Chuck-will's-widow, a long-awaited LIFE BIRD. I had no idea how freaking big these things were. Blucher Park, Corpus Christi, TX.
Despite the title of this post, I'm not about to pat myself on the back for being a legendary birder, or ramble on about the years of self-inflicted emotional damage birding has brought, or give all the gory details of the various life-threatening situations I've found myself in while in the pursuit of birds. When I tell you that birding is really hard, I mean it in an entirely different context.
Earlier this month I broke out of my habitual South Padre Island weekend routine to head a couple hours north to Corpus Christi, to bird with Nate of This Machine Watches Birds. The ABA just had a rally there, and specifically banned The Great Ornithologist Felonious Jive from attending because, in the words of a representative, "His birding skills make our leaders look like noobs, he smells like sardines, and people tend to get blackout drunk around him". Which is neither here nor there, but if the ABA is going to have a meeting there, you know the area has potential.
Wasted potential in this case. The birding was...mediocre...well, somewhere between mediocre and shitty. We hit a bunch of different migrant traps and other spots, but it was windy and the wind had been blowing the wrong direction for several days. On the Gulf Coast in the spring, that means only one thing...
Life is pain.
But is it really? No. Aside from getting to hang out with some people besides my coworkers for a change (refreshing as hell), I got a life bird. And not just any life bird...a gigantic nightjar. So all in all, the weekend was GREAT SUCCESS.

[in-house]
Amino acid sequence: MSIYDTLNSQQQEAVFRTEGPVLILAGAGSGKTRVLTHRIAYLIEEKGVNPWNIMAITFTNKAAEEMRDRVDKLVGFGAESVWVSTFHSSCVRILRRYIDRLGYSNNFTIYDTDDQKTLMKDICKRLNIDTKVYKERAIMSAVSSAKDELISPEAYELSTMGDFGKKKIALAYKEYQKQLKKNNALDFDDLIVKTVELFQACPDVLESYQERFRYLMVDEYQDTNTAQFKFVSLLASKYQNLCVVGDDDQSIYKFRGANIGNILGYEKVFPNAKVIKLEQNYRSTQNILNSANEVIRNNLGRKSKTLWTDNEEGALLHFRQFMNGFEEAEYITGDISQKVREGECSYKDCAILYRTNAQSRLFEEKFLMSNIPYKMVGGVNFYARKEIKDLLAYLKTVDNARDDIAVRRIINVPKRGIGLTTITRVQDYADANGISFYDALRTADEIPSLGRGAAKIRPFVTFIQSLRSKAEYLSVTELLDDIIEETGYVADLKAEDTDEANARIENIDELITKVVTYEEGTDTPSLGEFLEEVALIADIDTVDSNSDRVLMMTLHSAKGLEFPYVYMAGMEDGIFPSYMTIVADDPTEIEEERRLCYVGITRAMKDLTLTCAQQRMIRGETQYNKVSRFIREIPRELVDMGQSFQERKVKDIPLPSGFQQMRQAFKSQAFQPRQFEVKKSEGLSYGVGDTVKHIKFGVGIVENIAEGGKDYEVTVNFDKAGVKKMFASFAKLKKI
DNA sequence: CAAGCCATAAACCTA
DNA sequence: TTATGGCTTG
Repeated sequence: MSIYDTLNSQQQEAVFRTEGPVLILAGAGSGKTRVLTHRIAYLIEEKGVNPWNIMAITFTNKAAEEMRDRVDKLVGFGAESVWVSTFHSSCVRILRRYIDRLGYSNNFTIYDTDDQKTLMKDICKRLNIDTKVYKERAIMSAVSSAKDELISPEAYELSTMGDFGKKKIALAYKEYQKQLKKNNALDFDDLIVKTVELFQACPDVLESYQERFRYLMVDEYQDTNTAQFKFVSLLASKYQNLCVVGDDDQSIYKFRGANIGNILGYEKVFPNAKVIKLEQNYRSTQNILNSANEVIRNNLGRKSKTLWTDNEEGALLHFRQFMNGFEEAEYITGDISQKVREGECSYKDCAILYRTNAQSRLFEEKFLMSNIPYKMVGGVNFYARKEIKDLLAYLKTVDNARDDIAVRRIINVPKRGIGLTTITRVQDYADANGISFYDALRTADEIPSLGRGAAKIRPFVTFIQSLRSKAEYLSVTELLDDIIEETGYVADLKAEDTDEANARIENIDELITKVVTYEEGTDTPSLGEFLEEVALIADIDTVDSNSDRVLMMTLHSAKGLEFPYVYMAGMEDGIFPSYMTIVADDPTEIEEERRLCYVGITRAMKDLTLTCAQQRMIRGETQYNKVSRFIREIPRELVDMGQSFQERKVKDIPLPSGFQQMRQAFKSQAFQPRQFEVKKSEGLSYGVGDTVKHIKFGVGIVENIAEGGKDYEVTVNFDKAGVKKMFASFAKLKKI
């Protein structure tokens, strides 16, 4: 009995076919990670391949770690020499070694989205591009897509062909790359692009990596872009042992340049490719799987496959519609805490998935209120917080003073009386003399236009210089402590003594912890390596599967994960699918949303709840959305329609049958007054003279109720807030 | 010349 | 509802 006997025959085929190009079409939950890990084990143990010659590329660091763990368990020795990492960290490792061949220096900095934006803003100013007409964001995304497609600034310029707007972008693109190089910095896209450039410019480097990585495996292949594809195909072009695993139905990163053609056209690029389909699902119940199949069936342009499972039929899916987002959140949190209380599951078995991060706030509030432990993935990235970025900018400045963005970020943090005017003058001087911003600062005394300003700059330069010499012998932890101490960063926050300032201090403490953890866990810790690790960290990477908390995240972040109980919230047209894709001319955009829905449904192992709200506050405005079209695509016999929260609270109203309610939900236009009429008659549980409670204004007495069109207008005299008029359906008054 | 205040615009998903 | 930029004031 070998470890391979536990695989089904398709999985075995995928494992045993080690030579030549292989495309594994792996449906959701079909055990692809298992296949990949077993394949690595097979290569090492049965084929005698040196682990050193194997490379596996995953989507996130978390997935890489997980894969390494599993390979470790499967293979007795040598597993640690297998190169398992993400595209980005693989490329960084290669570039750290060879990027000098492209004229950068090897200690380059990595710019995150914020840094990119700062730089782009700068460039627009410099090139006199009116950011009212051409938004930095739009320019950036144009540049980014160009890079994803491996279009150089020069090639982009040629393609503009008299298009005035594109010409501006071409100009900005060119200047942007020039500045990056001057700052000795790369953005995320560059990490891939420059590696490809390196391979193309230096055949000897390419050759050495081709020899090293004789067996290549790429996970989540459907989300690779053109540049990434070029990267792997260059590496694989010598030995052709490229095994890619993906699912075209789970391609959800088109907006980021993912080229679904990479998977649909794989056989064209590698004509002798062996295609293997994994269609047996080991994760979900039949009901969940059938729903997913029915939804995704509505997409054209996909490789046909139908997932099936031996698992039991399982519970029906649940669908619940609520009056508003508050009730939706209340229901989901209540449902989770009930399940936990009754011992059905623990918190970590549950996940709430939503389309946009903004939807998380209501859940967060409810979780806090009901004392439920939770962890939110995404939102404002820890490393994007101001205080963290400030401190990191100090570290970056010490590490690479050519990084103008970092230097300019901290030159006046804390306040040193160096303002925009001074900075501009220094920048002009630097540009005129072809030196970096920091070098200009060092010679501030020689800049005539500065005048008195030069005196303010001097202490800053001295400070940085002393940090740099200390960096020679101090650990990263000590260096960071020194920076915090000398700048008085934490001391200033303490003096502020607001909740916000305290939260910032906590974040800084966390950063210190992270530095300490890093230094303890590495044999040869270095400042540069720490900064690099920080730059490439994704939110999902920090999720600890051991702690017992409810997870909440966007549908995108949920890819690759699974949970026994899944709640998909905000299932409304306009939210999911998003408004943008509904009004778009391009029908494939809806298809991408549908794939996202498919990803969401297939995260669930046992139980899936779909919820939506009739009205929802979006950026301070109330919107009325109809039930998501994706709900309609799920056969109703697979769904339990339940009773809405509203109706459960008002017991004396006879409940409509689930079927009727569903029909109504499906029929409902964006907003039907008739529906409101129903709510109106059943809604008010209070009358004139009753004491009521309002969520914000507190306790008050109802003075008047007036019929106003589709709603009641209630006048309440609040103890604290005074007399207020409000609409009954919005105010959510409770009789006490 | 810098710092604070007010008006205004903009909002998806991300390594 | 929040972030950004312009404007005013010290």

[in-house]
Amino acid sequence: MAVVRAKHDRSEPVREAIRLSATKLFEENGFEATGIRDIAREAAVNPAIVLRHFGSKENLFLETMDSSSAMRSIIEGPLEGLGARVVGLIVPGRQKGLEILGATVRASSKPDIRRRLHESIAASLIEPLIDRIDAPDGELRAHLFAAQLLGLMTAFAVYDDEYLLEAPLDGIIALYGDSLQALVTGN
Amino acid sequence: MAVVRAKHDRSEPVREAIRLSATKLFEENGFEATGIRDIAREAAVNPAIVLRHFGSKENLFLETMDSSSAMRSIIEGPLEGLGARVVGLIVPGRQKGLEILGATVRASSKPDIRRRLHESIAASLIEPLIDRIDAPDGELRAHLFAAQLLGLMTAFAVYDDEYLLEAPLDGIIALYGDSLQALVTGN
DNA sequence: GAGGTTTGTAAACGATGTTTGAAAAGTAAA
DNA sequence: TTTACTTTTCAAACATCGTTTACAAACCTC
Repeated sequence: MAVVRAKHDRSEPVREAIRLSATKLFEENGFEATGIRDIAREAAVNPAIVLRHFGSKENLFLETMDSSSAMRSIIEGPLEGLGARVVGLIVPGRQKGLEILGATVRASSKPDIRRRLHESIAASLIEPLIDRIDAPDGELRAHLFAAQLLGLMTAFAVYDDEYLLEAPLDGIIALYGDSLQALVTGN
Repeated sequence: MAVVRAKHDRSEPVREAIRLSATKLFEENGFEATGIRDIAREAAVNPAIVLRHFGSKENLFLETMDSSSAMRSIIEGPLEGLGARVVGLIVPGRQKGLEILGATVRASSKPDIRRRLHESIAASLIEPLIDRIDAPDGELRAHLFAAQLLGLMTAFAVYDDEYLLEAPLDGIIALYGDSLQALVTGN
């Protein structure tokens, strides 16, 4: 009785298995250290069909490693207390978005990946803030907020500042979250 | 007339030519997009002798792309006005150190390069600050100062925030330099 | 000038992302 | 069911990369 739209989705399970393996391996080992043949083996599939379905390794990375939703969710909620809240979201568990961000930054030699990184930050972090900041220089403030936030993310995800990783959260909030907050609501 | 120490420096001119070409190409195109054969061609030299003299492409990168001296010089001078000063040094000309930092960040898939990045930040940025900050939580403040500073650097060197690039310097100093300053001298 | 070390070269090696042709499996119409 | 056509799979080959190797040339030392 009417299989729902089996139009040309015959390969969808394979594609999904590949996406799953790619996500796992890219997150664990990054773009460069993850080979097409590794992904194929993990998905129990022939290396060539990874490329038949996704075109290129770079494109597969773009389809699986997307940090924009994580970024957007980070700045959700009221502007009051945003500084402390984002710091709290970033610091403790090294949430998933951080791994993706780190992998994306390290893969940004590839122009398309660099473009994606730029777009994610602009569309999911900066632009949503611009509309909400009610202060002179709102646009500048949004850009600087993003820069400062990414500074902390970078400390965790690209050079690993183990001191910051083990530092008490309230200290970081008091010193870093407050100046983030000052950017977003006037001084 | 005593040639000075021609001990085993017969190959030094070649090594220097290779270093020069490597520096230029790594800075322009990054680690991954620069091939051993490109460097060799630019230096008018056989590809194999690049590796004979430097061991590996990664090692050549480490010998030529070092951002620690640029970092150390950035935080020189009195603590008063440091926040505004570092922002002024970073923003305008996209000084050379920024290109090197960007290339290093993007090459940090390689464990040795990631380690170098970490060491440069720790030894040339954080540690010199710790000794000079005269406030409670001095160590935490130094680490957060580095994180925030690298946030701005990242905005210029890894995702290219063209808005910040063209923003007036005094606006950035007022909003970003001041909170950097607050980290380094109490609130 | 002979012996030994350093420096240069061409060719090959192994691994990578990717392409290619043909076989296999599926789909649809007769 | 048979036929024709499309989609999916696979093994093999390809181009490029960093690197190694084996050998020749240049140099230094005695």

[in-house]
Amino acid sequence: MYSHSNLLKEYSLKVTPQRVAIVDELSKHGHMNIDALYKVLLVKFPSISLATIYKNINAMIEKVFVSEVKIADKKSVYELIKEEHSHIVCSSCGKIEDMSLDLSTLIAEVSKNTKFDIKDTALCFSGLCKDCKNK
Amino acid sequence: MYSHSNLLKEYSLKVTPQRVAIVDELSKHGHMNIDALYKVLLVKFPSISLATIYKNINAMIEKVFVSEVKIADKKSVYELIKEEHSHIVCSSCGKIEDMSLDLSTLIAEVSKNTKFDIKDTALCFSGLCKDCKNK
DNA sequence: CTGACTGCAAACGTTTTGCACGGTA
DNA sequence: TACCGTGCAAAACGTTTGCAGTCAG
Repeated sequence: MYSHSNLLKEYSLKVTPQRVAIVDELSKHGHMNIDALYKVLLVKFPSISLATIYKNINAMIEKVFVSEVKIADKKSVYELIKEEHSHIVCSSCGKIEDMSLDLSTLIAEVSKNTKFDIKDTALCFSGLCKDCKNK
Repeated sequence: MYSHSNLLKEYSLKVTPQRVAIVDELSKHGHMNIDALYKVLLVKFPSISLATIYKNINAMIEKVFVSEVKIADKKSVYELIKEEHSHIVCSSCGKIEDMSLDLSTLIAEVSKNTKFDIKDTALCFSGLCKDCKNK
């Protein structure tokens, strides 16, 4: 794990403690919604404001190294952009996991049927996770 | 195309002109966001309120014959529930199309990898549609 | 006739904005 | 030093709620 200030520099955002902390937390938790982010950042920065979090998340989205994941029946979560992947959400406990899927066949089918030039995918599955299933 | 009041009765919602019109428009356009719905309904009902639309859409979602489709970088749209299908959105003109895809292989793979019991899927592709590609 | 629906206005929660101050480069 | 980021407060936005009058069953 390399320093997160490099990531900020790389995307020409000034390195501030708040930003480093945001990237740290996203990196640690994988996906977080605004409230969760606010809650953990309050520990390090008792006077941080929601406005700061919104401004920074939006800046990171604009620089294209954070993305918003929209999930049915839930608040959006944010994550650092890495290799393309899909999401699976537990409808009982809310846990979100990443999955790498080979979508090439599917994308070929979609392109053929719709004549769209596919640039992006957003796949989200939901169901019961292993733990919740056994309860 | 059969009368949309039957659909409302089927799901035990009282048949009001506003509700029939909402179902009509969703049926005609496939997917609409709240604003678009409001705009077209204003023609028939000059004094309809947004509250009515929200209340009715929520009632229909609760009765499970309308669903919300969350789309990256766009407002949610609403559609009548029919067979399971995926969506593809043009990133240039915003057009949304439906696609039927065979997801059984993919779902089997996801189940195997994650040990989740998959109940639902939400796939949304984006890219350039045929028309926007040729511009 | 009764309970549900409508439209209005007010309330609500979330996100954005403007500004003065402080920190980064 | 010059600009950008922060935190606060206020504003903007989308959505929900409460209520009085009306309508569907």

Pardon my grain, but I think you can still infer some of this bird's sickness from this unworthy image. Truly bizarre. I can't get over the birds structure, let alone the crazy immaculate camo the bird is rocking. Blucher Park is known for being a good spot to track this species and Eastern Whip-poor-will (which we dipped on).
This was the first of many Summer Tanagers I would see this spring. Paradise Pond, Port Aransas, TX.
California can have great shorebirding, but what we get in rockpipers and Sibe vagrants, we lose in charismatic eastern species. Stilt Sandpipers is one of those birds that is usually missing from any given shorebird flock on the west coast, and it's great getting to see so many (often in full-blown alternate plumage) here in Texas. Hazel Bazemore Park, Corpus Christi, TX.
Migrating makes Stilt Sandpiper so sleepy.
Blue-winged Teal are common down this way, and are capable of inducing their own brand of facemelt when they feel like it. Just let them whip out a wing. Turnbull Birding Center, Port Aransas, TX.
American Oystercatcher. It's so refreshing to see a black and white oystercatcher and not have to double check that it is a hybrid...that gets a bit old after a while. Jehl must have gone mad. Photographed at Indian Point, Corpus Christi (?).
The American Oystercatcher: a creature cursed with cankles.
Eastern Willets are plentiful along the coast here. Those with higher GBRS rankings than myself have suggested that the Willets will be split one day. Californians have ignored the existence of this subspecies for many years, but any birder who finds themselves near the Atlantic Ocean should get familiar with telling the two apart. Photographed at Indian Point.
The humble Sandwich Tern is dwarfed by it's orange-billed relative of royalty. Photographed on Mustang Island.
Pollywog Pond was one of many boring/disappointing places we birded. "Birding is really hard", I told Nate during our stroll through some great but lifeless habitat, and I meant it. One of the few birds of interest there was this low-flying Swainson's Hawk, which repeatedly coursed back and forth low over the treetops.
Despite the regrettable lighting, I got a few shots that I like. Swainson's Hawk is one of my favorite raptors, and it's been nice getting to see so many again this spring. Wish I could say that about Mississippi Kites...birding is really hard.